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ConEd prepped for big storm, got even bigger 1

Streets around a Con Edison substation are flooded as the East River overflows into the Dumbo section of Brooklyn, N.Y., as Sandy moves through the area on Monday, Oct. 29, 2012. Superstorm Sandy zeroed in on New York’s waterfront with fierce rain and winds that shuttered most of the nation’s largest city Monday, darkened the financial district and left a huge crane hanging off a luxury high-rise. (AP Photo/Bebeto Matthews)

Streets around a Con Edison substation are flooded as the East River overflows into the Dumbo section of Brooklyn, N.Y., as Sandy moves through the area on Monday, Oct. 29, 2012. Superstorm Sandy zeroed in on New York’s waterfront with fierce rain and winds that shuttered most of the nation’s largest city Monday, darkened the financial district and left a huge crane hanging off a luxury high-rise. (AP Photo/Bebeto Matthews)

This photo taken Tuesday, Oct. 30, 2012, shows what appear to be transformers exploding after much of lower Manhattan lost power during hurricane Sandy in New York. After a gigantic wall of water defied elaborate planning and swamped underground electrical equipment at a Consolidated Edison substation in Manhattan’s East Village, about 250,000 lower Manhattan customers were left without power. (AP Photo/Karly Domb Sadof)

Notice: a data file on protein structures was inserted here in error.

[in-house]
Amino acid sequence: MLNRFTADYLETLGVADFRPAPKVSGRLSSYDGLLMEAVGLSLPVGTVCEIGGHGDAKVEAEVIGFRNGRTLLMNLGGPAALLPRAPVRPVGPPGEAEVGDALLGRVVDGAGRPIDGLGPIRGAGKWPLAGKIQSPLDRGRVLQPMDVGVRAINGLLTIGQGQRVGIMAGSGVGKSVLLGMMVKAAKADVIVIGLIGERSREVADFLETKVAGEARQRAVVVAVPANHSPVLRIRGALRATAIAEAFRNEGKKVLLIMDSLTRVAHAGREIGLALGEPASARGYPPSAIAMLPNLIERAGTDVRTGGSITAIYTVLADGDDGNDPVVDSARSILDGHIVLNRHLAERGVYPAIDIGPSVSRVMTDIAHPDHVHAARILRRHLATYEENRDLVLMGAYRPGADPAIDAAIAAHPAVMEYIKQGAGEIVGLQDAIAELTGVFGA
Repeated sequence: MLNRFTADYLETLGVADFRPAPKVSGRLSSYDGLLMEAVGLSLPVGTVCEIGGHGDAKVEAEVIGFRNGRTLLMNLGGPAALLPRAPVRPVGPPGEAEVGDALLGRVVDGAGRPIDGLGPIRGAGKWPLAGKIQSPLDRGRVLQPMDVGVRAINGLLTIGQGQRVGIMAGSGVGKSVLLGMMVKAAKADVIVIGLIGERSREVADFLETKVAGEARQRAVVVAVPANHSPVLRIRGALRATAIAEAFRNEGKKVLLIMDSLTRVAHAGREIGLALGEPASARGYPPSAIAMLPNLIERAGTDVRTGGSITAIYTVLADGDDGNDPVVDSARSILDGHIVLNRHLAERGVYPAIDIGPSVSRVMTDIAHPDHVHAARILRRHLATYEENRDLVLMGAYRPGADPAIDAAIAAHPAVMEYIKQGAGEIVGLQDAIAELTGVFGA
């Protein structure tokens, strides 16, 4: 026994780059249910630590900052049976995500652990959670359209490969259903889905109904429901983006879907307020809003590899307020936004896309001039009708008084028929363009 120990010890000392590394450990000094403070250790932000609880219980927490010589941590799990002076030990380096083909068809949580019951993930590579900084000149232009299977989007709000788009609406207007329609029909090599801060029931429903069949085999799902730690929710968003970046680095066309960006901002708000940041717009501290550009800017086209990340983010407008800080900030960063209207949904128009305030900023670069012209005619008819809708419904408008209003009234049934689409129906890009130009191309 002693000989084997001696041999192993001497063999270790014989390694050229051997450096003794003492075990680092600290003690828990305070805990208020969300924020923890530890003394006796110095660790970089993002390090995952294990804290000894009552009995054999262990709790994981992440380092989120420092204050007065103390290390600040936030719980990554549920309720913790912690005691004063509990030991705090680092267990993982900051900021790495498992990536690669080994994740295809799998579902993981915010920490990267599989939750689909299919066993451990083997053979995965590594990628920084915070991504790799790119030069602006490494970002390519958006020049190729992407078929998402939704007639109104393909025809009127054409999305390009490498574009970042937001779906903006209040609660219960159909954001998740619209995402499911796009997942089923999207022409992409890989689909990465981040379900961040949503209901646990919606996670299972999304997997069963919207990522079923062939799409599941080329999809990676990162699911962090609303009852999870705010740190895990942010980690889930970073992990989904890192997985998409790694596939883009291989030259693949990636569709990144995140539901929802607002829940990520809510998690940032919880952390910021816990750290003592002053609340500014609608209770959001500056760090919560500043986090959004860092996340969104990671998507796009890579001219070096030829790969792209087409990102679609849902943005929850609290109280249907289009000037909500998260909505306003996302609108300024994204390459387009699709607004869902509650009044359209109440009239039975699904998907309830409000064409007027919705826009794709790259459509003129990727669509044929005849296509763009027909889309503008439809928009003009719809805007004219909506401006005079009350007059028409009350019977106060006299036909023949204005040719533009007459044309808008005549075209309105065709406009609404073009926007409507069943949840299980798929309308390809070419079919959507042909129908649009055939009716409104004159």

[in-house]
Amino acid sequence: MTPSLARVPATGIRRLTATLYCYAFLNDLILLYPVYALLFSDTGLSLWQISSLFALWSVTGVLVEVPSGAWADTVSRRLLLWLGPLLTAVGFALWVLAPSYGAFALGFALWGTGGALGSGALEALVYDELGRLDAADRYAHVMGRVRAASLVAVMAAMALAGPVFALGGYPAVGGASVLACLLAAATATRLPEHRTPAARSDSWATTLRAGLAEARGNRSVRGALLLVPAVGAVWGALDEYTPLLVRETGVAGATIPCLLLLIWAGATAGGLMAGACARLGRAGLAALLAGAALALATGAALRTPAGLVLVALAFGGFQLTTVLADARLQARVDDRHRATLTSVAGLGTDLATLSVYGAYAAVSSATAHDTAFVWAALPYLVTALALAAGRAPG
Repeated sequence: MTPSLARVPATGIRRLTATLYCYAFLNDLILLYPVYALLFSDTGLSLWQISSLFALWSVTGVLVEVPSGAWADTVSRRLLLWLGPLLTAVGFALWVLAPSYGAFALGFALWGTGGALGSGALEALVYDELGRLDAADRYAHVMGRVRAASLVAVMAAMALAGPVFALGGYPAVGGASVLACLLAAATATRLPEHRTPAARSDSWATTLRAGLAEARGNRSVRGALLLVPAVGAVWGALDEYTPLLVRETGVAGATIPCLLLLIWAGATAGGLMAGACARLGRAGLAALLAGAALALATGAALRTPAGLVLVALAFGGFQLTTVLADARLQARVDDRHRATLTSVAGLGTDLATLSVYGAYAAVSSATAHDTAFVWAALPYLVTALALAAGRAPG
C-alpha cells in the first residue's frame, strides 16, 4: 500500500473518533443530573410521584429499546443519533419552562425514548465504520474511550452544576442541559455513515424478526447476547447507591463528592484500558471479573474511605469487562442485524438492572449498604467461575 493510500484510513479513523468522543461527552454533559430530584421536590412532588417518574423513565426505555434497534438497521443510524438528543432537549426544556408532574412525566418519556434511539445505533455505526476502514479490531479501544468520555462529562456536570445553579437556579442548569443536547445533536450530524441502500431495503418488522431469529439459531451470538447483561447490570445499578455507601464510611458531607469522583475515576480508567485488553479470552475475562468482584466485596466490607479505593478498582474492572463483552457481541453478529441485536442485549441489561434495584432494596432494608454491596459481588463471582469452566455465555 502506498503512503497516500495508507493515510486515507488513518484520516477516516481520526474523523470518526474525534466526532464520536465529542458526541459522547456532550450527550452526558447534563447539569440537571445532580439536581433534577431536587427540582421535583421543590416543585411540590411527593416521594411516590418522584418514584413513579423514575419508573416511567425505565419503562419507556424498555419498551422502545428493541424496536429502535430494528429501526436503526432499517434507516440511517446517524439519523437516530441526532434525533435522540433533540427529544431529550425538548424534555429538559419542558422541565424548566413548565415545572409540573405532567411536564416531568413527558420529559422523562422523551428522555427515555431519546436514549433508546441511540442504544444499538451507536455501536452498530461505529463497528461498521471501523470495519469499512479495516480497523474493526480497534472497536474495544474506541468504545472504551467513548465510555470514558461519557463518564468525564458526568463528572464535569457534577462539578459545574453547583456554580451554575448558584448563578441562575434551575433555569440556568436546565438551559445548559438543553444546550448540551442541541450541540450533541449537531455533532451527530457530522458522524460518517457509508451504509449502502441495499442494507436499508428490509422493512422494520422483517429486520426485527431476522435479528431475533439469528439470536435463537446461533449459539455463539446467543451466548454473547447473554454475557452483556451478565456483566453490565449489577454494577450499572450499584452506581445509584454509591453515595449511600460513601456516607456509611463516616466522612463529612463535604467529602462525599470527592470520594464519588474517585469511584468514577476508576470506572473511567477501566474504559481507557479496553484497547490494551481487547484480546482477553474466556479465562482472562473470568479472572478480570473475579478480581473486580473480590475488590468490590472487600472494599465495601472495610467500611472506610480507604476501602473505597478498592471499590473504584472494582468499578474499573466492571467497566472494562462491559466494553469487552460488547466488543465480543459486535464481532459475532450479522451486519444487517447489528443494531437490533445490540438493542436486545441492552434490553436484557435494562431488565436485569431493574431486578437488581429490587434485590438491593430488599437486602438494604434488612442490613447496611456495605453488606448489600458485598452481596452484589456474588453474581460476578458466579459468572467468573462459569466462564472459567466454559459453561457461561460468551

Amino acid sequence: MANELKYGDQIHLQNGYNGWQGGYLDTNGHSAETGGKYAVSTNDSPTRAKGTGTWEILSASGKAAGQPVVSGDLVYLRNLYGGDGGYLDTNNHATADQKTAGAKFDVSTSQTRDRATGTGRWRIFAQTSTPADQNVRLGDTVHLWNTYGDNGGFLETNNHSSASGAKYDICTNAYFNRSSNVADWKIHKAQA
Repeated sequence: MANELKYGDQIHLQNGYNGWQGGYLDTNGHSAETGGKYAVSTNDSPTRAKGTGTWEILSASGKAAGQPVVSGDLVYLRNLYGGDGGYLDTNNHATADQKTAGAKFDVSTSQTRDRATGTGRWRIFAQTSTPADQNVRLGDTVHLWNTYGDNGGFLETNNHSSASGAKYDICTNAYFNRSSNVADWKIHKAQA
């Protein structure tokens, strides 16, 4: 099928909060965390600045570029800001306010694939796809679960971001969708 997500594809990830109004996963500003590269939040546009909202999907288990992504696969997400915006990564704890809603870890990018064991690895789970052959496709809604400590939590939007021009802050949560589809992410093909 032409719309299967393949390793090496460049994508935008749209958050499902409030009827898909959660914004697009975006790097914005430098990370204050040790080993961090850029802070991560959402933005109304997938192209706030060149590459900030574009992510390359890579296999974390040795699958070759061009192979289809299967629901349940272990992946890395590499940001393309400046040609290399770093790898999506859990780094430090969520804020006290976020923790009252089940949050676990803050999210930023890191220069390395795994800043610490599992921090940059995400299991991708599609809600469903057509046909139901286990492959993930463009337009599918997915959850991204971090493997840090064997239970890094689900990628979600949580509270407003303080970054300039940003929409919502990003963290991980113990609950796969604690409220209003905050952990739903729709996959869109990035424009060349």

Consolidated Edision trucks are submerged on 14th Street near the ConEd power plant, Monday, Oct. 29, 2012, in New York. Sandy knocked out power to at least 3.1 million people, and New York’s main utility said large sections of Manhattan had been plunged into darkness by the storm, with 250,000 customers without power as water pressed into the island from three sides, flooding rail yards, subway tracks, tunnels and roads. (AP Photo/John Minchillo)

FILE -In this Tuesday, Oct. 30, 2012, file photo, workers clear debris outside the Consolidated Edison power sub-station on 14th Street. After a gigantic wall of water defied elaborate planning and swamped underground electrical equipment at a Consolidated Edison substation in Manhattan’s East Village, about 250,000 lower Manhattan customers were left without power. (AP Photo/ John Minchillo, File)


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